The George Hotel in Church Street (with the village church at the end of the road, of course) was built in 1575 or at least the bar and area that serves as the restaurant was built around that time. The ceiling had a clearance of just over 6 feet so I had to be wary of not cracking my head on one of the very solid beams holding the next two floors up as we signed in.

The hotel had been added to in several stages over the years with steps going up here and there to take you to the bedrooms all with en suite upstairs on two further levels. In fact the first set of stairs began behind a door that opened outwards as you entered a dining room and the door had a large notice on the other side to warn you to remember there may be people on the other side who won’t know you are coming through!

Instead of our hike we strolled around the streets of the village taking in the cricket green with its unusual sloping boundary on one side of the wicket. The slope was great enough that you would know you were running uphill if you had to turn and chase a well hit drive to save a boundary!

Then we started uphill with a row of terrace houses on one side and came across a house with a plaque informing passerby’s that this was the birth place home where Arthur Lowe the English actor who played the part of Captain Mainwaring so magnificently in the TV series Dad’s Army. It can be truly amazing what you come across on a casual stroll.

Back to the hotel we relaxed with a beer and nibbles before we decided it was time for dinner and so we headed down to the bar/restaurant.

The place was full of people eating at the numerous tables in the bar area and the dining room was full and we were starting to think that we might have to wait a while for dinner.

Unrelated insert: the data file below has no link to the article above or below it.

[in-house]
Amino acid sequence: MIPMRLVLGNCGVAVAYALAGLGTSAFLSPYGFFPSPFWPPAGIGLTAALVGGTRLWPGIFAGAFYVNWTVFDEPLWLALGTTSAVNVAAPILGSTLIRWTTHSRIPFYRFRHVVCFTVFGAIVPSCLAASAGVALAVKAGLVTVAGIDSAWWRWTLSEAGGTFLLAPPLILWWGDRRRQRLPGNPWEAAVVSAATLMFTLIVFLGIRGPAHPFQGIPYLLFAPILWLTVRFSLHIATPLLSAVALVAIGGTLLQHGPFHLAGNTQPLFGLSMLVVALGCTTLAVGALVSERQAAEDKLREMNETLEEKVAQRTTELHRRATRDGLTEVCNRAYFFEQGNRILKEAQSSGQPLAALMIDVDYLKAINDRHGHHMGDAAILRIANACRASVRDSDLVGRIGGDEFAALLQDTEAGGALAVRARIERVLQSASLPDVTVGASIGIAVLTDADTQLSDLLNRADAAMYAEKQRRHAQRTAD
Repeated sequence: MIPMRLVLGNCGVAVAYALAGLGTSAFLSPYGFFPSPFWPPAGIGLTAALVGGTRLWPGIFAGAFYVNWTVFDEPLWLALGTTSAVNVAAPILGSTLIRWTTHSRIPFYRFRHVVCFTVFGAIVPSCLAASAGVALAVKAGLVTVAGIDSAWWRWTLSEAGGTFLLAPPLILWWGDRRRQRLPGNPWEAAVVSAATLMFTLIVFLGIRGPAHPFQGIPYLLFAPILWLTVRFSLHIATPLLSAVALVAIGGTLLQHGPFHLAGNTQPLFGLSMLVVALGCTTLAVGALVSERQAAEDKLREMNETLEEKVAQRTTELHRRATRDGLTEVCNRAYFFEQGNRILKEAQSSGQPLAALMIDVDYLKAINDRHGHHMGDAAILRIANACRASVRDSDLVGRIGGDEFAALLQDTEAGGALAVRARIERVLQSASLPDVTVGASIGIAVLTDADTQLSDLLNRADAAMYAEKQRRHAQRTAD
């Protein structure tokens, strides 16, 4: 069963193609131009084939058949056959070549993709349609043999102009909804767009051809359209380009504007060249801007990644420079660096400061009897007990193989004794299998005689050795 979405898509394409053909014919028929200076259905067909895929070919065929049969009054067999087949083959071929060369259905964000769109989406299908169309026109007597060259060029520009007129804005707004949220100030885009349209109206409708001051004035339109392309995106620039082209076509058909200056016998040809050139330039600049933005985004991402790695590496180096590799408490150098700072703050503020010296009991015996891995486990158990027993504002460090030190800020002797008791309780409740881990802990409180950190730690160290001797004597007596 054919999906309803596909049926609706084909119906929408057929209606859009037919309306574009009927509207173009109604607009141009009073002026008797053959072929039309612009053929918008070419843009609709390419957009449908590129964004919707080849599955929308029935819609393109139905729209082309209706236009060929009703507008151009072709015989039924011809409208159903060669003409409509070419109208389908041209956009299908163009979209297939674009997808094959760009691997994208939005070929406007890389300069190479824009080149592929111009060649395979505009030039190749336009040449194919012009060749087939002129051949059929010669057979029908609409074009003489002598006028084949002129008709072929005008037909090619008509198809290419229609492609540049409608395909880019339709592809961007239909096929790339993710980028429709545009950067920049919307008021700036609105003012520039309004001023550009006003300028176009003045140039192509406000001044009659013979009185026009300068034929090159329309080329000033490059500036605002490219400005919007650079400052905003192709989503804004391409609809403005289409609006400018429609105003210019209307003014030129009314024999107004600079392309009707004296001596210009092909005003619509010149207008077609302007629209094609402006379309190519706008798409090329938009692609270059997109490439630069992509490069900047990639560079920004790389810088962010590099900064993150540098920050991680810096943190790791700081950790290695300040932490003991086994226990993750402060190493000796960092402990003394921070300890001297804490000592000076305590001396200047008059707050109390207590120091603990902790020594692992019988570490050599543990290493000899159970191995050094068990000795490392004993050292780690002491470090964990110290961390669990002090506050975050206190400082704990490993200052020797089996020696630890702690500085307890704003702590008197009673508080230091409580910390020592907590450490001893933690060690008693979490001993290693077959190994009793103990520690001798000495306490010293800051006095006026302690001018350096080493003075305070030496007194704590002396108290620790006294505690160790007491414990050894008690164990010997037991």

However the young bar person came to our rescue and by the time we had had a pint of local beer pulled for us a table had been cleared although she did warn we may have a 45minute wait before what we chose from the menu would be cooked for us.

While we waited for our dinners to arrive we sat back with our pints watching a group of woman who formed around a couple of tables nearby. We wondered at first what a group of middle to older age local woman would meet for in a pub in the village on a Wednesday night. Then it became clear as we could overhear part of their conversation. They were the local book club out for their regular meeting to discuss and recommend to others books they had read giving each one a description by the person who had read the book. It certainly passed the time as we awaited the arrival of our meals.Unfortunately,although we heard the description of a couple of the books we didn’t catch their titles and we felt we shouldn’t be nosy by asking what they were called which would have given us away as eavesdroppers.

What had started out as a drive through the English countryside avoiding the M1 and should have been relatively short in terms of time had ended up taking us much of the day and so we were ready for a good night’s sleep before we move onto Pudsey tomorrow and a long awaited catch up with my cousin Rhona.

PS:we didn't actually get to put our boots on and do some walkin' but any time is good for this chart topping hit many years ago for Nancy Sinartra.Enjoy from Youtube as usual.